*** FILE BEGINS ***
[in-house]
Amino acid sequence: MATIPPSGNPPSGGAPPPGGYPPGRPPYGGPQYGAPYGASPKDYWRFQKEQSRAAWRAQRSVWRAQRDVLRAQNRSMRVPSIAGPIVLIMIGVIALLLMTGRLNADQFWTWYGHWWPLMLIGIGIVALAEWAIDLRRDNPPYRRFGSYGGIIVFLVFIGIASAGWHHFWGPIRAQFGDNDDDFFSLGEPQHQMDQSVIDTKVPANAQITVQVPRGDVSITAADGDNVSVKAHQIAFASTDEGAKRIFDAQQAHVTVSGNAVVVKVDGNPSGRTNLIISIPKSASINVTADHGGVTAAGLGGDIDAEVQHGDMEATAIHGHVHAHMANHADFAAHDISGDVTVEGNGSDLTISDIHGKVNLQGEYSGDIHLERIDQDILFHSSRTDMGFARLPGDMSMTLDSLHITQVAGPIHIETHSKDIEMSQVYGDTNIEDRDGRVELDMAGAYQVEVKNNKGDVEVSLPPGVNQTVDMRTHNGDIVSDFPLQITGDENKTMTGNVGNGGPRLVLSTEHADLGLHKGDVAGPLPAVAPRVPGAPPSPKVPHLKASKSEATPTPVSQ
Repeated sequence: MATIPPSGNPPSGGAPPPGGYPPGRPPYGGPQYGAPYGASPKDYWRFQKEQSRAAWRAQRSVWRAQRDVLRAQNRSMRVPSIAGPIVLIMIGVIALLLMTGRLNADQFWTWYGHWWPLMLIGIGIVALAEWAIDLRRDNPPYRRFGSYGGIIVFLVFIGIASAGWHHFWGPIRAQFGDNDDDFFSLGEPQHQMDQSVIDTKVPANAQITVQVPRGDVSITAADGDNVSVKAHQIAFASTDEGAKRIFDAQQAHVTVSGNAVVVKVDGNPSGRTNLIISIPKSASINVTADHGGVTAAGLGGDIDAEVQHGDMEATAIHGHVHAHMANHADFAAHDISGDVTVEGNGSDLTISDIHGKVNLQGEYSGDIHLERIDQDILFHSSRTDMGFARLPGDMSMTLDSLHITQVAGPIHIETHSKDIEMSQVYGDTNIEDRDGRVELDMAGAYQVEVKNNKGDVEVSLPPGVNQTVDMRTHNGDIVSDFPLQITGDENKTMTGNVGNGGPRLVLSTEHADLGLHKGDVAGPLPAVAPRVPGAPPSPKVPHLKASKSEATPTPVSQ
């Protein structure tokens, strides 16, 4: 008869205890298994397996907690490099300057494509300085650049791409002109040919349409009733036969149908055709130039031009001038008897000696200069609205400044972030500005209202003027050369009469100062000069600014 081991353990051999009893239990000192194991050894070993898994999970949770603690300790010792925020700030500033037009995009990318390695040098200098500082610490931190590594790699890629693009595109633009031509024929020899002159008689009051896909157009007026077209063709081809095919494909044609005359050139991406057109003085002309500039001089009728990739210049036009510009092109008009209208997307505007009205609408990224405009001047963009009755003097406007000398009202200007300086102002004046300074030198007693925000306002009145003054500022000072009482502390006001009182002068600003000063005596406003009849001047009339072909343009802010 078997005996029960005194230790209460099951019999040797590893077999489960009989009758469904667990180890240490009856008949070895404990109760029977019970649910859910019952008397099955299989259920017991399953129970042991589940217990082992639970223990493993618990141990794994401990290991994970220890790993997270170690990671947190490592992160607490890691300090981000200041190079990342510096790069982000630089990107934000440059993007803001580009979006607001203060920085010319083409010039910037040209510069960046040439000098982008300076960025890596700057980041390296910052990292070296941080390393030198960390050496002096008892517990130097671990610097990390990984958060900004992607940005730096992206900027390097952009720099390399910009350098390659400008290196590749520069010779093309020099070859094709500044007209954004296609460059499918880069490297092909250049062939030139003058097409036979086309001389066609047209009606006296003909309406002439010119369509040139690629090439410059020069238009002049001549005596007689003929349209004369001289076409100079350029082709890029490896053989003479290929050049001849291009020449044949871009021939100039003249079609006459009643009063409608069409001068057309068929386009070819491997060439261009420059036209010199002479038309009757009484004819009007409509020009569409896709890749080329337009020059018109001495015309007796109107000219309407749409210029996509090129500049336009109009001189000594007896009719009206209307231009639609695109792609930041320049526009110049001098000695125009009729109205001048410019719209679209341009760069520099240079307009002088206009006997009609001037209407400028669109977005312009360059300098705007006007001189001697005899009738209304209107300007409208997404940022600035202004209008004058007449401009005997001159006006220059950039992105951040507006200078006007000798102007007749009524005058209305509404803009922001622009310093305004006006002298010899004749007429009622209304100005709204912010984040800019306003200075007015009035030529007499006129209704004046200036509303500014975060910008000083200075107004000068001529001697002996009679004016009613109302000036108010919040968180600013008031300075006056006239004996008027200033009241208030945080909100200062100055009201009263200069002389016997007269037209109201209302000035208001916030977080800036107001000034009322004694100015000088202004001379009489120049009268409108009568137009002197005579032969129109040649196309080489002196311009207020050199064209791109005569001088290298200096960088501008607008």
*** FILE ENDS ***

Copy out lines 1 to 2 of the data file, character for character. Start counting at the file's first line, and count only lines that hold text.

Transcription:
[in-house]
Amino acid sequence: MATIPPSGNPPSGGAPPPGGYPPGRPPYGGPQYGAPYGASPKDYWRFQKEQSRAAWRAQRSVWRAQRDVLRAQNRSMRVPSIAGPIVLIMIGVIALLLMTGRLNADQFWTWYGHWWPLMLIGIGIVALAEWAIDLRRDNPPYRRFGSYGGIIVFLVFIGIASAGWHHFWGPIRAQFGDNDDDFFSLGEPQHQMDQSVIDTKVPANAQITVQVPRGDVSITAADGDNVSVKAHQIAFASTDEGAKRIFDAQQAHVTVSGNAVVVKVDGNPSGRTNLIISIPKSASINVTADHGGVTAAGLGGDIDAEVQHGDMEATAIHGHVHAHMANHADFAAHDISGDVTVEGNGSDLTISDIHGKVNLQGEYSGDIHLERIDQDILFHSSRTDMGFARLPGDMSMTLDSLHITQVAGPIHIETHSKDIEMSQVYGDTNIEDRDGRVELDMAGAYQVEVKNNKGDVEVSLPPGVNQTVDMRTHNGDIVSDFPLQITGDENKTMTGNVGNGGPRLVLSTEHADLGLHKGDVAGPLPAVAPRVPGAPPSPKVPHLKASKSEATPTPVSQ